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Missing child’s body found from Argyle Forest retention pond

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JACKSONVILLE, Fla. – Police reported that the body of a 4-year-old child who went missing Monday was found in a retention pond in the Argyle Forest area on Jacksonville’s Westside.

The girl was reported missing from a home on Shadwell Court on Monday morning, according to the Jacksonville Sheriff’s Office. She was ultimately discovered in a pond behind a nearby house.

Following the tragedy, Jacksonville Mayor Lenny Curry directed his administration to allow natural growth around retention ponds to provide natural barriers, urging private property owners to do the same.

According to JSO, the girl’s mother was gardening in their backyard about 11 a.m. when she lost track of her child who was playing in the yard.

When the mother realized her child had run away, she dialed 911, and authorities were dispatched to assist in the search.

According to neighbors, the mother then asked around the area if anyone had seen her child.

Sunni Kirby, who lives nearby, observed the mother searching for the 4-year-old at 11:15 a.m.

Kirby said, “She claimed my daughter got out.” “I asked what she was wearing, and she said a swimsuit,” she claimed.

Kirby believes that a privacy fence must be at least six feet tall so that youngsters cannot see it and are not drawn to it.

Megan Phillips, who lives near the retention pond where believes the 4-year-old was discovered, said the town is close-knit and that everyone pitched in to assist in the search.

“My grandmother immediately said go check the pond because kids love water, and I checked all three houses right here and there was no sign of her,” Phillips explained.

Crews discovered a toy in a neighbor’s backyard that backs on to a private retention pond after two hours of searching. The child’s body was discovered in a pond along Argyle Forest Boulevard a short time afterwards.

According to Phillips, her next-door neighbor offered security footage that led first responders to the girl’s body.

Phillips wishes that barriers could be installed to avoid these drownings in retention ponds.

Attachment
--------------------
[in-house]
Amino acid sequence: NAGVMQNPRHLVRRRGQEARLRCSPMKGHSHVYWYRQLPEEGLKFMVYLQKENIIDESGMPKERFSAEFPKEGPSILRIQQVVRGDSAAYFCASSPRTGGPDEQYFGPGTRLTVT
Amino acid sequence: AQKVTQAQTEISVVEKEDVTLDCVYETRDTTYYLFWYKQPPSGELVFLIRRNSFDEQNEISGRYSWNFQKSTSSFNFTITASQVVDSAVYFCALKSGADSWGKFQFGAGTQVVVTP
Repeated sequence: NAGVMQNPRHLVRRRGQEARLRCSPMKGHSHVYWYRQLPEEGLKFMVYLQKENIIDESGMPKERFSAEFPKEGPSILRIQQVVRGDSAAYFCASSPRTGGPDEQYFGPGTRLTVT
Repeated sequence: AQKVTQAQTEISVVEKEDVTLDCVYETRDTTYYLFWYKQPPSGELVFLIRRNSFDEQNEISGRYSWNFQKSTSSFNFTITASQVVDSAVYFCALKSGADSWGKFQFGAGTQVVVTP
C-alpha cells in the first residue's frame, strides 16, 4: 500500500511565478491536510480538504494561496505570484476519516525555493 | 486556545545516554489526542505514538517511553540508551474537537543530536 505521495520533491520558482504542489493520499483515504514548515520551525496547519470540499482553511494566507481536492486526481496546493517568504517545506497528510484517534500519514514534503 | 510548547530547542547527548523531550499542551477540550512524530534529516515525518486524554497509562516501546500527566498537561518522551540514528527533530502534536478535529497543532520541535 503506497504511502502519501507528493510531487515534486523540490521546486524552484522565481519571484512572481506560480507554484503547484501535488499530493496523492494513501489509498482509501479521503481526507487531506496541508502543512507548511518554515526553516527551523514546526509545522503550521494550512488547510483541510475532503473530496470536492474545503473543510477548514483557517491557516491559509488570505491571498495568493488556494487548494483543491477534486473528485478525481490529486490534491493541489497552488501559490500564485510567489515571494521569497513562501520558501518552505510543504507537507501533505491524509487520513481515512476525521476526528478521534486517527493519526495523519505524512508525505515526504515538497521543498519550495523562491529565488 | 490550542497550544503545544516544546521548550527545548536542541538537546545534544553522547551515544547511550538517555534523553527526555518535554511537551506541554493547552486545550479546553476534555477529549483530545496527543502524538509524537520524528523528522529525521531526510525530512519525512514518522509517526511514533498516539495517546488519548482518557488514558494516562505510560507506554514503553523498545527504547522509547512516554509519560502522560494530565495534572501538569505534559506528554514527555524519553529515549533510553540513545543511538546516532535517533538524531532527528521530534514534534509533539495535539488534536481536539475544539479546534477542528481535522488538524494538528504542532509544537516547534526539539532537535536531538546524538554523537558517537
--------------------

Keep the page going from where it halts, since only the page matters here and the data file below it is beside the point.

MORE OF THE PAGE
“There are so many people who have died. Little kids don’t comprehend, and as a nurse, all you want to do is help them in some way, so I’m not sure. Phillips stated, “It’s obviously bad for the neighborhood.”

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According to the JSO, no foul play is suspected, and the incident was a “tragic accident.”

According to JSO, the following is a timeline based on video evidence:

11:05 a.m.: A child was spotted crossing the street into the backyard of a neighbor.

Mom is spotted hunting for the youngster around 11:10 a.m.

JSO arrives on location around 11:30 a.m. and begins searching.

1:30 p.m.: The body of a child is discovered.

The child’s death is the third in as many weeks that a child has died after slipping into a retention pond in Jacksonville.

Gavin Douyon, a 4-year-old boy with autism, was discovered dead in a pond on the Northside in June. A missing 5-year-old Jacksonville youngster with autism who was nonverbal escaped his home in April. Later, he was discovered dead in a retention pond.

It was unclear whether the young girl who died on Monday had autism as well.

Following the drowning deaths of two autistic children earlier this year, members of the Jacksonville City Council met with state regulators to discuss how to proceed with new safety measures for retention ponds throughout Duval County.

It’s a project that potentially affect hundreds of communities.

On Monday, Ju’Coby Pittman, one of the council members advocating for change, expressed his condolences to the young victim’s family.

Pittman stated, “Unfortunately, these retention ponds are vital to projects, but they have proven a hazard and are contributing to the drowning of innocent children.” “Councilwoman LeAnna Cumber and I are both very concerned about this unfortunate issue that has been affecting families in recent months. In order to design regulations and safety procedures for the retention pond, we are looking at various models, such as Tallahassee. A meeting involving Public Works, EPA, Developers, Planning, OGC, North Florida Real Estate Assoc, St. John’s Management, and others is being planned.”

The city is still trying to figure out how many of its retention ponds are open to the public, a project that began in early June. The majority of the city’s retention ponds are privately owned and managed.

Other youngsters have drowned in similar bodies of water in Northeast Florida in the last six years.

This is the 40th time a child has drowned in our neighborhood since 2016.

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Written by Robert Miller

Robert Miller is one of the senior reporters of Orlando Solution. Mr miller worked in NBC as an investigative reporter for the last 10 years. Currently Mr Miller living in Florida and working with Orlando Solution. He has 2 sons and 2 granddaughters.

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